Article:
Comment

jbernie

macrumors 6502a
Nov 25, 2005
927
11
Denver, CO
Not the end of the world but newsworthy regardless given the backlash against director pay & incentives at many large companies of late.

Not aware of there being a general backlash against the compensation given to Apple's board members but the shareholder vote can remind the board of who keeps them there should they change their compensation to something more substational and unwarrented as viewed by the shareholders.
 
Comment

Small White Car

macrumors G4
Aug 29, 2006
10,930
1,239
Washington DC
It might be a big deal for a shareholder, but it's not a big deal to the average Apple consumer who is mostly following their product line. This is really not relevant to me and probably most people. It's not worthy for Page 1.

I'm so sorry that the news about Quicktime uploading directly to Youtube was pushed down the front page.

Surely consumers will be lost and hopeless without that critical news being availalbe without scrolling!
 
Comment

mdriftmeyer

macrumors 68040
Feb 2, 2004
3,349
1,059
Pacific Northwest
It might be a big deal for a shareholder, but it's not a big deal to the average Apple consumer who is mostly following their product line. This is really not relevant to me and probably most people. It's not worthy for Page 1.

Create your own news site and dictate what is or is not news worthy for the top page.
 
Comment

Le Big Mac

macrumors 68030
Jan 7, 2003
2,685
226
Washington, DC
i'd probably agree - but this is probably a bigger deal for Apple - which is what MacRumors covers

And Steve Jobs is probably thinking "for most companies, this would be no good, but I'm pretty sure the shareholders will vote me even more money than I'd feel comfortable getting from the board. Sweet."
 
Comment

DELLsFan

macrumors 6502a
Jan 6, 2009
826
0
Not the end of the world but newsworthy regardless given the backlash against director pay & incentives at many large companies of late.

Not aware of there being a general backlash against the compensation given to Apple's board members but the shareholder vote can remind the board of who keeps them there should they change their compensation to something more substational and unwarrented as viewed by the shareholders.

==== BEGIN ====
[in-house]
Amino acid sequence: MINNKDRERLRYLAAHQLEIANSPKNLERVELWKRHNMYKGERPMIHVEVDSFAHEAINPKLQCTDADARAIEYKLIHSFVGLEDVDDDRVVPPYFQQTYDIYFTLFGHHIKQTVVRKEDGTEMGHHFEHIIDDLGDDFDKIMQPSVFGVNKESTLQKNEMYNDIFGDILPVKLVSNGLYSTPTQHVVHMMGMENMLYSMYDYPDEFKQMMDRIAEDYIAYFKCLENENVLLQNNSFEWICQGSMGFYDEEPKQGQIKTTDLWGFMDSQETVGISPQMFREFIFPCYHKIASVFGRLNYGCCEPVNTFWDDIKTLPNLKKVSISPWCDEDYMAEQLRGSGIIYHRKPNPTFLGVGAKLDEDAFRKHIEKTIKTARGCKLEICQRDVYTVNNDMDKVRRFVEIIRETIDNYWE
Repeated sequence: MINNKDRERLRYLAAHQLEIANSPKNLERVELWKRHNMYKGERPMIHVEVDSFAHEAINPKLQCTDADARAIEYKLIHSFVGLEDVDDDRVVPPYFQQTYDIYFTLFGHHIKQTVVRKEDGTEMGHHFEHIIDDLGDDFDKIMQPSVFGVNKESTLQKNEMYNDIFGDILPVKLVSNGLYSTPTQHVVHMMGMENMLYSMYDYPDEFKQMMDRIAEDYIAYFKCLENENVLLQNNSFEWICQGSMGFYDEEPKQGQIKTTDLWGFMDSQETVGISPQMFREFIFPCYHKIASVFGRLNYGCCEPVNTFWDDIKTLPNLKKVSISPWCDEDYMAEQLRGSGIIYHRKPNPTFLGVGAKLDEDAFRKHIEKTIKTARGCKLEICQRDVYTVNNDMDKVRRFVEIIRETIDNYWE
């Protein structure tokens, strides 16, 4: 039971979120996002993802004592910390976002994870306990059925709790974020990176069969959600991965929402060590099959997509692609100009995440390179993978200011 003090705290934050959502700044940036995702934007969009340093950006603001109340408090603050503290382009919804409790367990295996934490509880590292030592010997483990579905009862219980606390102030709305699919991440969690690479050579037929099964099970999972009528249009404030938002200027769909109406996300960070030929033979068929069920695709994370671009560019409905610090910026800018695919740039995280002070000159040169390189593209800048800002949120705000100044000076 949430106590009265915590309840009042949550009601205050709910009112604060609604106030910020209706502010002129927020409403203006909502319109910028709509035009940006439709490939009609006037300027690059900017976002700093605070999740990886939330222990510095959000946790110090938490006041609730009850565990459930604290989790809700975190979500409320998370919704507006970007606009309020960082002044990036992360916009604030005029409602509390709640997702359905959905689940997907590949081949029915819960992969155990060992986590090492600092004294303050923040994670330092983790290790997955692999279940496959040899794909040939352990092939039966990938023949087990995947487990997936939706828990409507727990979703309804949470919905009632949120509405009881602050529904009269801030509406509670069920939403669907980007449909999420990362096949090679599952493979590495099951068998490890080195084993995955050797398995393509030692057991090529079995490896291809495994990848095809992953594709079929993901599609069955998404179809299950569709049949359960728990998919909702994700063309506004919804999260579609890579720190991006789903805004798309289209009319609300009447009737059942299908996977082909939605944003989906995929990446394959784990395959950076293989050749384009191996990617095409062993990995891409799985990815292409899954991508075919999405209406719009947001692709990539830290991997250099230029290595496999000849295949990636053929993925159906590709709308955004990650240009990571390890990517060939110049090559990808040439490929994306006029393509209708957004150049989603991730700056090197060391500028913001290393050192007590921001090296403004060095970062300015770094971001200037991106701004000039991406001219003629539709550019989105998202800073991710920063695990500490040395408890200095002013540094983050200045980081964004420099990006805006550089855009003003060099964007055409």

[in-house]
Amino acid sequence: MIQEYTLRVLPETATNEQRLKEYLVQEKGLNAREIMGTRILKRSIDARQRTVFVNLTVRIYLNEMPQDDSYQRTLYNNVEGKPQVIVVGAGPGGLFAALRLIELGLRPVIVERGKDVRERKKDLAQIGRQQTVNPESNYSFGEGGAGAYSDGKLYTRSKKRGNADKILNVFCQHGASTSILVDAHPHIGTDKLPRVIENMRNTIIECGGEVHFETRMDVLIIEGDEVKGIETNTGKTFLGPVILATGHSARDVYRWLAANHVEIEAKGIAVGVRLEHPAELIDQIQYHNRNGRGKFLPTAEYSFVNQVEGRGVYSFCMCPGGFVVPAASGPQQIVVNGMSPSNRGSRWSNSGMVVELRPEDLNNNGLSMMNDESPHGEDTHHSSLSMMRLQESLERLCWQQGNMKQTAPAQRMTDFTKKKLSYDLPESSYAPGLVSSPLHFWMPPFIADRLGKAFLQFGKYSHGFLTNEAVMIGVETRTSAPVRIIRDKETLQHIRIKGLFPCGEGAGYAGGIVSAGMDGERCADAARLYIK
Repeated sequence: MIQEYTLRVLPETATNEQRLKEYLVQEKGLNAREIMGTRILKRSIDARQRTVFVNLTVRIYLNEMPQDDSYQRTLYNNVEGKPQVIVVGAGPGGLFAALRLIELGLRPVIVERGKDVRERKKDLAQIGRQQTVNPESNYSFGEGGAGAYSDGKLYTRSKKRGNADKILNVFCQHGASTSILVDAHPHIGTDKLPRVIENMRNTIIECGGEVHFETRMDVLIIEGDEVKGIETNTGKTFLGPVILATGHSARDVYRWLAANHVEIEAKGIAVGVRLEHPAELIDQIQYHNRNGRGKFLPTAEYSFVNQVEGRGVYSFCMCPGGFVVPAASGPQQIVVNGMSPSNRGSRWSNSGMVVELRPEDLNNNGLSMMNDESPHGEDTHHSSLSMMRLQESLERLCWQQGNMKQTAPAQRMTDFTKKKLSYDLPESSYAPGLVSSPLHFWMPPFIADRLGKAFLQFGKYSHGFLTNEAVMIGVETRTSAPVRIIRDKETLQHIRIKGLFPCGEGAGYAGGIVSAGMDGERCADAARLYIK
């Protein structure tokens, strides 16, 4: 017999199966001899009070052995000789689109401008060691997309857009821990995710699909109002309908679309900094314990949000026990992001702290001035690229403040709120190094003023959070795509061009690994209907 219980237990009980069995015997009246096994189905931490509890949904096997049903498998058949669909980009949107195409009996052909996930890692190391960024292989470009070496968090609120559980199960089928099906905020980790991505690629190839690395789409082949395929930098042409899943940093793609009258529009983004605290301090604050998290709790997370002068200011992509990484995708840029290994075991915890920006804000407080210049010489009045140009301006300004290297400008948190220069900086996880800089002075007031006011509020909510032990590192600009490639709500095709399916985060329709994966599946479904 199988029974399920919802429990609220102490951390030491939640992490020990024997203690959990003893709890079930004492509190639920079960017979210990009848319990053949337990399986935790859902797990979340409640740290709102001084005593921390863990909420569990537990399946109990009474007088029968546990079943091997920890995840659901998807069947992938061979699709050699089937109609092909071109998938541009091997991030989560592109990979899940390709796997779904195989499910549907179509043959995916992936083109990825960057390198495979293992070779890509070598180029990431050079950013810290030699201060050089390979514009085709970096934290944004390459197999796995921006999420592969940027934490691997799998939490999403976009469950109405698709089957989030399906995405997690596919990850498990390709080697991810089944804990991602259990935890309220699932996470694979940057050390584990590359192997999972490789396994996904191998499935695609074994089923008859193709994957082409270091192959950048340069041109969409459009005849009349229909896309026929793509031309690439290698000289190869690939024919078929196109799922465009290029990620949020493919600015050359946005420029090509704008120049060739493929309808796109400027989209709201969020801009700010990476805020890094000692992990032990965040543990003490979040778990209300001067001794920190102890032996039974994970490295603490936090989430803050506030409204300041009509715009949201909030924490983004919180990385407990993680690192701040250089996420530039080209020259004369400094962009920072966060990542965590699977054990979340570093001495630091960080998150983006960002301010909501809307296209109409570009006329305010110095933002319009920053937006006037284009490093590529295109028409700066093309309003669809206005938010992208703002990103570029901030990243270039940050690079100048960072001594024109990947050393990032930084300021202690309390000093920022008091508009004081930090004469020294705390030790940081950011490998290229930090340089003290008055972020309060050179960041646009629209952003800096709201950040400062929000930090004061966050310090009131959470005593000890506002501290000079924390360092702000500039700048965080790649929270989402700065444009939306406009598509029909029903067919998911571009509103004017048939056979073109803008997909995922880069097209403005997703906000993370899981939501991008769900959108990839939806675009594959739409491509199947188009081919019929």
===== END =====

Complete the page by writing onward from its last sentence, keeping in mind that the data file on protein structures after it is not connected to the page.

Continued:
Compensation to the Apple Board of directors would never be publicly questioned - especially when the company is doing so well and shareholders continue to receive profit.

Still, who wouldn't be curious to know what Apple was paying Albert Gore, Jr. for doing ... what exactly? :confused:
 
Comment

MattInOz

macrumors 68030
Jan 19, 2006
2,760
0
Sydney
And Steve Jobs is probably thinking "for most companies, this would be no good, but I'm pretty sure the shareholders will vote me even more money than I'd feel comfortable getting from the board. Sweet."

Yep Steve wage is safe.
They can't pay him less than a dollar.
 
Comment

jbernie

macrumors 6502a
Nov 25, 2005
927
11
Denver, CO
Compensation to the Apple Board of directors would never be publicly questioned - especially when the company is doing so well and shareholders continue to receive profit.

It all depends on what the compensation is, but regardless it allows the shareholders to express a non binding opinion of what the board is doing regarding compensation. For all we know it could work in reverse and the shareholders could express an opinion that Steve Jobs should be earning more than he is, ie $1 a year should be much more.

If the board makes a changes and the shareholders are very against it and say this through a vote then the board needs to realize that the next time they are up for re-election a similar vote could see some of them lose their position.
 
Comment
Register on MacRumors! This sidebar will go away, and you'll see fewer ads.